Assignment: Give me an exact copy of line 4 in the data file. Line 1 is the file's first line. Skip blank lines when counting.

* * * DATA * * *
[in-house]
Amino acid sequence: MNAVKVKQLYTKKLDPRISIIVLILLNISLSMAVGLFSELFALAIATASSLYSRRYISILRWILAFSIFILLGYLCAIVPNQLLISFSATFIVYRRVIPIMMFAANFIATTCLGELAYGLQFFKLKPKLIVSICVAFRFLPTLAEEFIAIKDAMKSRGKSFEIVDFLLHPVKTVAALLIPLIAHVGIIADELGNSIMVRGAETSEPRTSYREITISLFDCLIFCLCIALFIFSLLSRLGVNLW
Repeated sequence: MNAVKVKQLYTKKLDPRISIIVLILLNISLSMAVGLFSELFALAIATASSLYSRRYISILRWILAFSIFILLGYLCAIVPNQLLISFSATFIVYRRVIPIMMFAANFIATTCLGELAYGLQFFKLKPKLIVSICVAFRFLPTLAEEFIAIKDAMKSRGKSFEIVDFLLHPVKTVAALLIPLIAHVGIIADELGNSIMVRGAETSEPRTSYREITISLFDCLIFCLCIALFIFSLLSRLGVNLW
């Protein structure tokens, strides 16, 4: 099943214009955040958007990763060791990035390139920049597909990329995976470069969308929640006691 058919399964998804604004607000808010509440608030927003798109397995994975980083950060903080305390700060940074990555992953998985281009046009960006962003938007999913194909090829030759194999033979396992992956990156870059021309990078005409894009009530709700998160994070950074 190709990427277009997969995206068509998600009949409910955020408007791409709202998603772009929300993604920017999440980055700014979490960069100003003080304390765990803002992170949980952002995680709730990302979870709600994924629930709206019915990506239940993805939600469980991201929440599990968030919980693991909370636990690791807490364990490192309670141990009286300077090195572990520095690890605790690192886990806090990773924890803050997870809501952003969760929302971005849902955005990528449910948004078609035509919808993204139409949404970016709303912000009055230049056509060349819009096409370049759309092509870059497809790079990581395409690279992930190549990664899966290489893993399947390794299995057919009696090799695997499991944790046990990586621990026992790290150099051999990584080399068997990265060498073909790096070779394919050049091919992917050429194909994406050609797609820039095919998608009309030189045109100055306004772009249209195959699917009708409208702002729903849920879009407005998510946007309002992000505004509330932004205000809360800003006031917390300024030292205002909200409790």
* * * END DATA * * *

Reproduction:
């Protein structure tokens, strides 16, 4: 099943214009955040958007990763060791990035390139920049597909990329995976470069969308929640006691 058919399964998804604004607000808010509440608030927003798109397995994975980083950060903080305390700060940074990555992953998985281009046009960006962003938007999913194909090829030759194999033979396992992956990156870059021309990078005409894009009530709700998160994070950074 190709990427277009997969995206068509998600009949409910955020408007791409709202998603772009929300993604920017999440980055700014979490960069100003003080304390765990803002992170949980952002995680709730990302979870709600994924629930709206019915990506239940993805939600469980991201929440599990968030919980693991909370636990690791807490364990490192309670141990009286300077090195572990520095690890605790690192886990806090990773924890803050997870809501952003969760929302971005849902955005990528449910948004078609035509919808993204139409949404970016709303912000009055230049056509060349819009096409370049759309092509870059497809790079990581395409690279992930190549990664899966290489893993399947390794299995057919009696090799695997499991944790046990990586621990026992790290150099051999990584080399068997990265060498073909790096070779394919050049091919992917050429194909994406050609797609820039095919998608009309030189045109100055306004772009249209195959699917009708409208702002729903849920879009407005998510946007309002992000505004509330932004205000809360800003006031917390300024030292205002909200409790």